In addition to the Houthis, Yemen is also facing a strong al-Qaida presence and a robust separatist movement in the south.


SANAA – At least 15 people, including five women, have been killed in shelling by a Yemeni Shiite militia targeting a mainly Sunni district, local officials and tribal sources said Friday.

Yemen has been rocked by growing instability since the Shiite fighters, known as Huthis, seized control of the capital Sanaa in September.

The Huthis have expanded their presence throughout the strife-torn nation in the face of fierce resistance from local Sunni tribes backed by Al-Qaeda’s powerful Yemeni branch.

Heavy artillery shelling by the Huthis targeting a northern district of the central town of Rada killed five women late Thursday and displaced thousands, witness Jaber al-Zuba said.

Government officials in Rada and tribal sources confirmed that five women were among 15 members of local tribes killed by the shelling, and that at least 25 people were wounded.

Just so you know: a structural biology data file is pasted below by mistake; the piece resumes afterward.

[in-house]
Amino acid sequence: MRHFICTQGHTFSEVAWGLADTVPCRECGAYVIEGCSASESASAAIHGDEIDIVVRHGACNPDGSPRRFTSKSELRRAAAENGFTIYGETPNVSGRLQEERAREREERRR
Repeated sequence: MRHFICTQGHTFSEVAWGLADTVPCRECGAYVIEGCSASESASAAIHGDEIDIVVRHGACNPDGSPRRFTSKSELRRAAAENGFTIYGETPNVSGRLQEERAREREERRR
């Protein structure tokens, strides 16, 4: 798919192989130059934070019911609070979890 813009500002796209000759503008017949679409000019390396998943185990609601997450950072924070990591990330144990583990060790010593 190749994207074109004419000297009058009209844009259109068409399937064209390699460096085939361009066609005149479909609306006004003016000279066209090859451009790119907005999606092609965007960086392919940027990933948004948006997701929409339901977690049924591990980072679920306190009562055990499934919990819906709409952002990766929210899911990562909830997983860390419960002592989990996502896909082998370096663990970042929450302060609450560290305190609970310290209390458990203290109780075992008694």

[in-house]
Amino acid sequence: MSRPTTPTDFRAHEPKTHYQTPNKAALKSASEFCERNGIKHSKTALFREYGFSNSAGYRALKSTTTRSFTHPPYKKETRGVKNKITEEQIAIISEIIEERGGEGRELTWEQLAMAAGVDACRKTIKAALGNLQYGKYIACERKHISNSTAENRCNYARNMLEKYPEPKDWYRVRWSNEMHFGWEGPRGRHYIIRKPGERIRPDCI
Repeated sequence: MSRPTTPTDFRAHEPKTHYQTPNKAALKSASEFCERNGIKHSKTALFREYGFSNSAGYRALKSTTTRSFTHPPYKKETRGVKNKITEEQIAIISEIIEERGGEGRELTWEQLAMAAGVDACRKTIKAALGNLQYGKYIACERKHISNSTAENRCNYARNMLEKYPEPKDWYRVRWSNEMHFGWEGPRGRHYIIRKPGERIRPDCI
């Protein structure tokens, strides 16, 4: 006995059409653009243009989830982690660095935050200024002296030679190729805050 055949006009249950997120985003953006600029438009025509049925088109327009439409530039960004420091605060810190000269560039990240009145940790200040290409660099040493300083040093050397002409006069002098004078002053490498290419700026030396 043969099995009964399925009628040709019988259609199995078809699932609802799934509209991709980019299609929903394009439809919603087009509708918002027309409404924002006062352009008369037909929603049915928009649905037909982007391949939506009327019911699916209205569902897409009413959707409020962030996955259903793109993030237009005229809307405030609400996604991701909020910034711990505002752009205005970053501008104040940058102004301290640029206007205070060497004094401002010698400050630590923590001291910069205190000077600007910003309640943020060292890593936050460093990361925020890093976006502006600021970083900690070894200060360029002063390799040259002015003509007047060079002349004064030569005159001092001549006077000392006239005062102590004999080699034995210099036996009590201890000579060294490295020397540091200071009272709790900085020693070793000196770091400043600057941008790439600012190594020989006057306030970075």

The sources said dozens of Huthis were also killed in fighting around Rada.

Tribesmen in Rada said they destroyed two tanks and three armored vehicles used by Shiite militias, also accused the army of backing them with heavy weaponry.

“The Huthis are using the army’s equipment in the battle,” one tribal source said.

The rise of the Huthis has challenged the authority of President Abdrabuh Mansur Hadi, an ally of the United States, and violence has continued despite UN-backed efforts to find a political solution.

Instability in Yemen, which lies next to key shipping routes from the Suez Canal to the Gulf, stems from the 2012 overthrow of longtime president Ali Abdullah Saleh, who has been accused of backing the rebels.

Saleh is a member of the Zaidi sect, an offshoot of Shiite Islam to which the Huthis belong.